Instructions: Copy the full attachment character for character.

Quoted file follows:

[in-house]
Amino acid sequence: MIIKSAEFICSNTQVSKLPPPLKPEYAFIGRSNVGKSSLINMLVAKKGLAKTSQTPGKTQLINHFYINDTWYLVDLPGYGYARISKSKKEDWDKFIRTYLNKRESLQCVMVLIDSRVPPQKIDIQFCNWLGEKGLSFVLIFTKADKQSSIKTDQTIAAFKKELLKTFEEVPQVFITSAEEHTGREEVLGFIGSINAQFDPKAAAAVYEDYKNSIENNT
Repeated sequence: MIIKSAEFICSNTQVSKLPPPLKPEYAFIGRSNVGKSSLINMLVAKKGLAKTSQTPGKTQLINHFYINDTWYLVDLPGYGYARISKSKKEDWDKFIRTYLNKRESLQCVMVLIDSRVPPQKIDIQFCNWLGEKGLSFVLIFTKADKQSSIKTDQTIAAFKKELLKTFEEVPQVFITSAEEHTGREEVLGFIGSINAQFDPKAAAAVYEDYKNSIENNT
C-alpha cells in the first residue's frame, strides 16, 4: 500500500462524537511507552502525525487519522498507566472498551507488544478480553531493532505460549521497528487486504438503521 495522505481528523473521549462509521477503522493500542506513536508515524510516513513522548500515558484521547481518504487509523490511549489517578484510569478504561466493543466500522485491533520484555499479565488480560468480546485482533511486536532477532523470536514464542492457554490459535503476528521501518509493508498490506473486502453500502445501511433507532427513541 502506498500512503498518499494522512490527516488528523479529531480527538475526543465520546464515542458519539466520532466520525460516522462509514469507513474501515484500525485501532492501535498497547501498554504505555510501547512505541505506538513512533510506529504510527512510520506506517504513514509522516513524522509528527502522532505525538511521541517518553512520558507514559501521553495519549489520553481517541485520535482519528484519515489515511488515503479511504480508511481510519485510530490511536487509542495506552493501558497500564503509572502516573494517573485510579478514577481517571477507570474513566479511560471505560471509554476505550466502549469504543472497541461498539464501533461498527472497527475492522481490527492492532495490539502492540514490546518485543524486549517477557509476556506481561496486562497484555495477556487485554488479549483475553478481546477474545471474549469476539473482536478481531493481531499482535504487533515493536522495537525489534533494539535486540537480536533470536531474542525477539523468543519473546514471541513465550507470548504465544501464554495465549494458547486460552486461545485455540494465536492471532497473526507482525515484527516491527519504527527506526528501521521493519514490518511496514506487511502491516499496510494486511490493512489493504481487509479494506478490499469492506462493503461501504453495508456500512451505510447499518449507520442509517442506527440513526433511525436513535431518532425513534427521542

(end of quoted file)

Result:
[in-house]
Amino acid sequence: MIIKSAEFICSNTQVSKLPPPLKPEYAFIGRSNVGKSSLINMLVAKKGLAKTSQTPGKTQLINHFYINDTWYLVDLPGYGYARISKSKKEDWDKFIRTYLNKRESLQCVMVLIDSRVPPQKIDIQFCNWLGEKGLSFVLIFTKADKQSSIKTDQTIAAFKKELLKTFEEVPQVFITSAEEHTGREEVLGFIGSINAQFDPKAAAAVYEDYKNSIENNT
Repeated sequence: MIIKSAEFICSNTQVSKLPPPLKPEYAFIGRSNVGKSSLINMLVAKKGLAKTSQTPGKTQLINHFYINDTWYLVDLPGYGYARISKSKKEDWDKFIRTYLNKRESLQCVMVLIDSRVPPQKIDIQFCNWLGEKGLSFVLIFTKADKQSSIKTDQTIAAFKKELLKTFEEVPQVFITSAEEHTGREEVLGFIGSINAQFDPKAAAAVYEDYKNSIENNT
C-alpha cells in the first residue's frame, strides 16, 4: 500500500462524537511507552502525525487519522498507566472498551507488544478480553531493532505460549521497528487486504438503521 495522505481528523473521549462509521477503522493500542506513536508515524510516513513522548500515558484521547481518504487509523490511549489517578484510569478504561466493543466500522485491533520484555499479565488480560468480546485482533511486536532477532523470536514464542492457554490459535503476528521501518509493508498490506473486502453500502445501511433507532427513541 502506498500512503498518499494522512490527516488528523479529531480527538475526543465520546464515542458519539466520532466520525460516522462509514469507513474501515484500525485501532492501535498497547501498554504505555510501547512505541505506538513512533510506529504510527512510520506506517504513514509522516513524522509528527502522532505525538511521541517518553512520558507514559501521553495519549489520553481517541485520535482519528484519515489515511488515503479511504480508511481510519485510530490511536487509542495506552493501558497500564503509572502516573494517573485510579478514577481517571477507570474513566479511560471505560471509554476505550466502549469504543472497541461498539464501533461498527472497527475492522481490527492492532495490539502492540514490546518485543524486549517477557509476556506481561496486562497484555495477556487485554488479549483475553478481546477474545471474549469476539473482536478481531493481531499482535504487533515493536522495537525489534533494539535486540537480536533470536531474542525477539523468543519473546514471541513465550507470548504465544501464554495465549494458547486460552486461545485455540494465536492471532497473526507482525515484527516491527519504527527506526528501521521493519514490518511496514506487511502491516499496510494486511490493512489493504481487509479494506478490499469492506462493503461501504453495508456500512451505510447499518449507520442509517442506527440513526433511525436513535431518532425513534427521542